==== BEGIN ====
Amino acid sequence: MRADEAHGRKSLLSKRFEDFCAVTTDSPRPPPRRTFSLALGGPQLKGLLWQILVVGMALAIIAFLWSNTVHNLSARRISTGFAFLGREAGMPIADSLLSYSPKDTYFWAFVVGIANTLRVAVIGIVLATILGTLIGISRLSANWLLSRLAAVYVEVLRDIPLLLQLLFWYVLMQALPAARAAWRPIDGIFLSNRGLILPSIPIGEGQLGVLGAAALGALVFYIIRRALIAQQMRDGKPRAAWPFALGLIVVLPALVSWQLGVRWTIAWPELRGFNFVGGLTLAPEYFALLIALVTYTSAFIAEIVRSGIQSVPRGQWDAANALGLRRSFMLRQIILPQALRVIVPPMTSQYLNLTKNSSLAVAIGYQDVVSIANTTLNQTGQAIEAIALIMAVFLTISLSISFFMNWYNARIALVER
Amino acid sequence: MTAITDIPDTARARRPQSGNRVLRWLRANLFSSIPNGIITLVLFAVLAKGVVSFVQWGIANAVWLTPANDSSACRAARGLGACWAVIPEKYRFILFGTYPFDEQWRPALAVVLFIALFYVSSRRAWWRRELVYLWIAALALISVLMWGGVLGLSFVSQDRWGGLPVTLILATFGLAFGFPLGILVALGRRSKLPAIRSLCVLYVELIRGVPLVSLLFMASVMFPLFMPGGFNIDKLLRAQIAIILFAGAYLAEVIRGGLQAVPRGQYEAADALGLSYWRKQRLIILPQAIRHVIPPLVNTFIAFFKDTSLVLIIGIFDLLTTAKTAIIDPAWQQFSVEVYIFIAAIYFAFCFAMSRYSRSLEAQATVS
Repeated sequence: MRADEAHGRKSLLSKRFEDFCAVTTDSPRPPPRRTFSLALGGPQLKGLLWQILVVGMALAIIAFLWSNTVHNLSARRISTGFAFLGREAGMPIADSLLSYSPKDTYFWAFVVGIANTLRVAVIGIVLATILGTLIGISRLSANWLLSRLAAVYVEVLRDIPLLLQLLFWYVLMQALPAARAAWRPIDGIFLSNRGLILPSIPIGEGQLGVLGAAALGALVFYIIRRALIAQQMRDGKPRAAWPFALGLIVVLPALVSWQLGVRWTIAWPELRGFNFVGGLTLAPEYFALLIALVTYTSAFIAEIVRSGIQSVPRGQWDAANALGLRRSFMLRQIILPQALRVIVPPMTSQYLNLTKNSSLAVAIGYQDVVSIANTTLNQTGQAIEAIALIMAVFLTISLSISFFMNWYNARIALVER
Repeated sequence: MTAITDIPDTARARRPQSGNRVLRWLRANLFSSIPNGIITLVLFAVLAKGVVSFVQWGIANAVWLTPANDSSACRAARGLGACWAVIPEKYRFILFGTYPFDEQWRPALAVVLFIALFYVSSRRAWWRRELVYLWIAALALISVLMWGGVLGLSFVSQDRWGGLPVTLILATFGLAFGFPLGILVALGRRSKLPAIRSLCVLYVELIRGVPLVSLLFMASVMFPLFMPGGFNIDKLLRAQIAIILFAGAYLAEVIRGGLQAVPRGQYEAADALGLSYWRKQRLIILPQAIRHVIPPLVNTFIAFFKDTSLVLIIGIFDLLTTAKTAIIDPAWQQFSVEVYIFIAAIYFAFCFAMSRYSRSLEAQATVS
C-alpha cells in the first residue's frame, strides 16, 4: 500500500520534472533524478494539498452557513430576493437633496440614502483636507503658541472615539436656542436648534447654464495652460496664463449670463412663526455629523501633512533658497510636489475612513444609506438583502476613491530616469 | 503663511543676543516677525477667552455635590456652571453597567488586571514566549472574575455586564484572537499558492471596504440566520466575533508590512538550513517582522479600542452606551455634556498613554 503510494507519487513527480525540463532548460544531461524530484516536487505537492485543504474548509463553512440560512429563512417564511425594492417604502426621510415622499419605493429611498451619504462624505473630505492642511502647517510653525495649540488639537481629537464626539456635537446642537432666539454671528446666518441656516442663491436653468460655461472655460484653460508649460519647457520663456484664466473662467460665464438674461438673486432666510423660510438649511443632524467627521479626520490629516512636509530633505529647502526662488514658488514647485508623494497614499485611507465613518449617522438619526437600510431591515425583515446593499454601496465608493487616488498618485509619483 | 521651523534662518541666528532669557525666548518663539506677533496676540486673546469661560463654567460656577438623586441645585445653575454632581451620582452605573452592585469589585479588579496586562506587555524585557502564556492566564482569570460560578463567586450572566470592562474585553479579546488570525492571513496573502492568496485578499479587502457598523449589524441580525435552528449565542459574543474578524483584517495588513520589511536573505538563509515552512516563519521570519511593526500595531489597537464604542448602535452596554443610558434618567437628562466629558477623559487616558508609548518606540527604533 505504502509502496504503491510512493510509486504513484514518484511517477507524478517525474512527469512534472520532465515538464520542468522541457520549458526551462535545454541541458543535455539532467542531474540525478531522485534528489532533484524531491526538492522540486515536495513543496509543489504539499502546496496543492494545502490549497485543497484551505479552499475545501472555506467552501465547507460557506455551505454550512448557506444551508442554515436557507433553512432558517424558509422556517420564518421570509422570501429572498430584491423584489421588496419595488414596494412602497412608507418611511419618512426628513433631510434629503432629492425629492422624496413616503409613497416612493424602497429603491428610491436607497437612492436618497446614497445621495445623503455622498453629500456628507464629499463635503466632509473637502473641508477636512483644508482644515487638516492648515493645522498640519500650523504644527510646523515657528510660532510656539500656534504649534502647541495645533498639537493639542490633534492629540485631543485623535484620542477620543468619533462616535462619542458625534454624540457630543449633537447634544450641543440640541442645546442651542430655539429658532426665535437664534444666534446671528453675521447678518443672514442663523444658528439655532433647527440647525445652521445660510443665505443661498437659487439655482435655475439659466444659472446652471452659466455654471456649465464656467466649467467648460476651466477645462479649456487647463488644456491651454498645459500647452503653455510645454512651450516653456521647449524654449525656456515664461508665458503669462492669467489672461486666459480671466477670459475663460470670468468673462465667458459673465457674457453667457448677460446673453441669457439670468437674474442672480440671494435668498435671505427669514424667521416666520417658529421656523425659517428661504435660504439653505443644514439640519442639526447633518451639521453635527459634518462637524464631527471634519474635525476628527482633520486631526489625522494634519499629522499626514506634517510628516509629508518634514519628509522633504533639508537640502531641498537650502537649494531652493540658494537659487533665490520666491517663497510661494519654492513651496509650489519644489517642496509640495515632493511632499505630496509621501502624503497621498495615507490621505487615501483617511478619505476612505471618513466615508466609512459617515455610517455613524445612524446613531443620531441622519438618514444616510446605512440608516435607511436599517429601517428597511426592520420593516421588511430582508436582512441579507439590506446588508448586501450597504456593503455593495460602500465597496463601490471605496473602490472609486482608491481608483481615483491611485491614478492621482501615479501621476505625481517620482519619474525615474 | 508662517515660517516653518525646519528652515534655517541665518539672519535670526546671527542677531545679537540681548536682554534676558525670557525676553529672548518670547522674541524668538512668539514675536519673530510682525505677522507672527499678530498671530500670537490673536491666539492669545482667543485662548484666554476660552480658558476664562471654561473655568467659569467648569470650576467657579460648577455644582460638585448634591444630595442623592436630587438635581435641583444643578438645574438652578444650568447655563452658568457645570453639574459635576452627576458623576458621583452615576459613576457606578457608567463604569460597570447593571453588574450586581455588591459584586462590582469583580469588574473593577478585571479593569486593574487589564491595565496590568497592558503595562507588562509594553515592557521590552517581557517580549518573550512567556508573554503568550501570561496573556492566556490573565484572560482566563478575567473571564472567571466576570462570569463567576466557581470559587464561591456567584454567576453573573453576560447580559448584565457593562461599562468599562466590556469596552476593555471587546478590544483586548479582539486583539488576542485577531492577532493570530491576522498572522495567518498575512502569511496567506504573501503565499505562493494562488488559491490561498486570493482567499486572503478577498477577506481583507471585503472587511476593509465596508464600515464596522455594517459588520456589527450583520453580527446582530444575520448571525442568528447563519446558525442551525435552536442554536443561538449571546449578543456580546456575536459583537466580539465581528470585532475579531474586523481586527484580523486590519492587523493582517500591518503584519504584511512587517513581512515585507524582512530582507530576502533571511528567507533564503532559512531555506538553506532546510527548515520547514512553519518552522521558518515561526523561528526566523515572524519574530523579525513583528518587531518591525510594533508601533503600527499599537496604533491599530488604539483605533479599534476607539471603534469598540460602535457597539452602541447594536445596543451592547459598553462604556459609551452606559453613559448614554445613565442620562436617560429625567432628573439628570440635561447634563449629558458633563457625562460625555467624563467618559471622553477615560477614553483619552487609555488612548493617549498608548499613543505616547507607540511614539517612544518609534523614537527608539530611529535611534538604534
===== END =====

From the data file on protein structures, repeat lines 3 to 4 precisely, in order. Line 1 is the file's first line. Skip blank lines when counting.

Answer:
Repeated sequence: MRADEAHGRKSLLSKRFEDFCAVTTDSPRPPPRRTFSLALGGPQLKGLLWQILVVGMALAIIAFLWSNTVHNLSARRISTGFAFLGREAGMPIADSLLSYSPKDTYFWAFVVGIANTLRVAVIGIVLATILGTLIGISRLSANWLLSRLAAVYVEVLRDIPLLLQLLFWYVLMQALPAARAAWRPIDGIFLSNRGLILPSIPIGEGQLGVLGAAALGALVFYIIRRALIAQQMRDGKPRAAWPFALGLIVVLPALVSWQLGVRWTIAWPELRGFNFVGGLTLAPEYFALLIALVTYTSAFIAEIVRSGIQSVPRGQWDAANALGLRRSFMLRQIILPQALRVIVPPMTSQYLNLTKNSSLAVAIGYQDVVSIANTTLNQTGQAIEAIALIMAVFLTISLSISFFMNWYNARIALVER
Repeated sequence: MTAITDIPDTARARRPQSGNRVLRWLRANLFSSIPNGIITLVLFAVLAKGVVSFVQWGIANAVWLTPANDSSACRAARGLGACWAVIPEKYRFILFGTYPFDEQWRPALAVVLFIALFYVSSRRAWWRRELVYLWIAALALISVLMWGGVLGLSFVSQDRWGGLPVTLILATFGLAFGFPLGILVALGRRSKLPAIRSLCVLYVELIRGVPLVSLLFMASVMFPLFMPGGFNIDKLLRAQIAIILFAGAYLAEVIRGGLQAVPRGQYEAADALGLSYWRKQRLIILPQAIRHVIPPLVNTFIAFFKDTSLVLIIGIFDLLTTAKTAIIDPAWQQFSVEVYIFIAAIYFAFCFAMSRYSRSLEAQATVS